prostaglandin and leukotriene biosynthesis gingerols and diarylheptanoids
The rhizomes of Zingiber officinale (ginger) and Alpinia officinarum contain potent inhibitors against prostaglandin biosynthesizing enzyme (PG synthetase). Gingerols anddiarylhepatanoids were identified as active compounds. Their possible mechanism of action which was deduced from the structures of active compounds indicated that the inhibitors would also be active against arachidonate 5-lipoxygenase, an enzyme of leukotriene (LT) biosynthesis. This was verified by testing their inhibitory effects on 5-lipoxygenase prepared from RBL-1 cells. A diarylheptanoid with catechol group was the most active compound against 5-lipoxygenase, while yakuchinone A was the most active against PG synthetase. Kiuchi F; Iwakami S; Shibuya M; Hanaoka F; Sankawa U. Chem Pharm Bull (Tokyo) 1992 Feb;40(2):387-91.
Zingiber officinale (ginger)--an antiemetic for day case surgery
The effect of powdered ginger root was compared with metoclopramide and placebo. In a prospective, randomised, doubleblind trial the incidence of postoperative nausea and vomiting was measured in 120 women presenting for elective laparoscopic gynaecological surgery on a day stay basis. The incidence of nausea and vomiting was similar in patients given metoclopramide and ginger (27% and 21%) and less than in those who received placebo (41%). The requirement for postoperative antiemetics was lower in those patients receiving ginger. The requirements for postoperative analgesia, recovery time and time until discharge were the same in all groups. There was no difference in the incidence of possible side effects such as sedation, abnormal movement, itch and visual disturbance between the three groups. Zingiber officinale is an effective and promising prophylactic antiemetic, which may be especially useful for day case surgery. Phillips S, Ruggier R, Hutchinson SE. Anaesthesia 1993 Aug;48(8):715-717.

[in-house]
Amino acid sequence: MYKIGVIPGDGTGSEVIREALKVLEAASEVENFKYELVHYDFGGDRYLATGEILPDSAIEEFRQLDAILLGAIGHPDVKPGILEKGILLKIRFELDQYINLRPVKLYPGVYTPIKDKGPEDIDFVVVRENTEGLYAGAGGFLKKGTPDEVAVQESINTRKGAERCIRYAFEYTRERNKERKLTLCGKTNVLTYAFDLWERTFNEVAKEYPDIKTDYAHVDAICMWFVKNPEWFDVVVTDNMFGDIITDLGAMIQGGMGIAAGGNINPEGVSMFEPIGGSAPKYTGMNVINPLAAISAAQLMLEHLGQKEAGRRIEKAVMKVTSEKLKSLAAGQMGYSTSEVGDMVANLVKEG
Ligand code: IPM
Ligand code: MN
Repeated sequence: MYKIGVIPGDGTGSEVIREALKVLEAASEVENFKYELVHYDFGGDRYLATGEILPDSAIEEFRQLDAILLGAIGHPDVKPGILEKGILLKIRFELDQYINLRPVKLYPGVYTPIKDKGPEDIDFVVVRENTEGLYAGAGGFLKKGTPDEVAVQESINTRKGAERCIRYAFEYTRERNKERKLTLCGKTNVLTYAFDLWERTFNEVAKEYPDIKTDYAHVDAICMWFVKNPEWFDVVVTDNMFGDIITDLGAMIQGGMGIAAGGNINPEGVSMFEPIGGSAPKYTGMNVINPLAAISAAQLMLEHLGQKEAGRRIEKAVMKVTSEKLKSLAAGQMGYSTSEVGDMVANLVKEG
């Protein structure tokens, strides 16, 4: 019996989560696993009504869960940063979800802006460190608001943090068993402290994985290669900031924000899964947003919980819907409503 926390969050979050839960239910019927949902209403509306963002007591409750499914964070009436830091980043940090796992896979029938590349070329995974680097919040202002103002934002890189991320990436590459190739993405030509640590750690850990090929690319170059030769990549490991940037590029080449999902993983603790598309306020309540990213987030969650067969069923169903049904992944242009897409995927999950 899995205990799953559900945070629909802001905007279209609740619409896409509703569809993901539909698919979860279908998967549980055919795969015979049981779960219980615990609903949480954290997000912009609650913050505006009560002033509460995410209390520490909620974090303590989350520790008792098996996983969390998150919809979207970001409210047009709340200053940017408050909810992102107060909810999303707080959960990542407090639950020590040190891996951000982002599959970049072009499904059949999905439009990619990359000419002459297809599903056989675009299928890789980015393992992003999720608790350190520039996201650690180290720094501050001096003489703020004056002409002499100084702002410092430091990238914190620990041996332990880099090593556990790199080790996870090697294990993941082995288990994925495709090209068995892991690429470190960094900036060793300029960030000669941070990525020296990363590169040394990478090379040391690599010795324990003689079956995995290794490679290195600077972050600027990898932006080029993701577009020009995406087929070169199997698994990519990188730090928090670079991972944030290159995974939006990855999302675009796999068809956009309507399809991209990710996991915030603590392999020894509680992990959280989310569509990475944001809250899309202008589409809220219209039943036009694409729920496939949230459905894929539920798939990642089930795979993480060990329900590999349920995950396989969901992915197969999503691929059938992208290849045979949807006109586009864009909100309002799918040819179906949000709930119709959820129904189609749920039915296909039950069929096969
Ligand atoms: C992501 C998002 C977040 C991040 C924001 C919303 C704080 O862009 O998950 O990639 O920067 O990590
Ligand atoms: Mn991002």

Ginger root against seasickness. A controlled trial on the open sea
In a double-blind randomized placebo trial, the effect of the powdered rhizome of ginger (Zingiber officinale) was tested on seasickness. Eighty naval cadets, unaccustomed to sailing in heavy seas reported during voyages on the high seas, symptoms of seasickness every hour for 4 consecutive hours after ingestion of 1 g of the drug or placebo. Ginger root reduced the tendency to vomiting and cold sweating significantly better than placebo did (p less than 0.05). With regard to vomiting, a modified Protection Index (PI) = 72% was calculated. Remarkably fewer symptoms of nausea and vertigo were reported after ginger root ingestion, but the difference was not statistically significant. For all symptom categories, PI = 38% was calculated. Grontved A, Brask T, Kambskard J, Hentzer E. Acta Otolaryngol (Stockh) 1988 Jan;105(1-2):45-49.
Cholagogic effect of ginger and its active constituents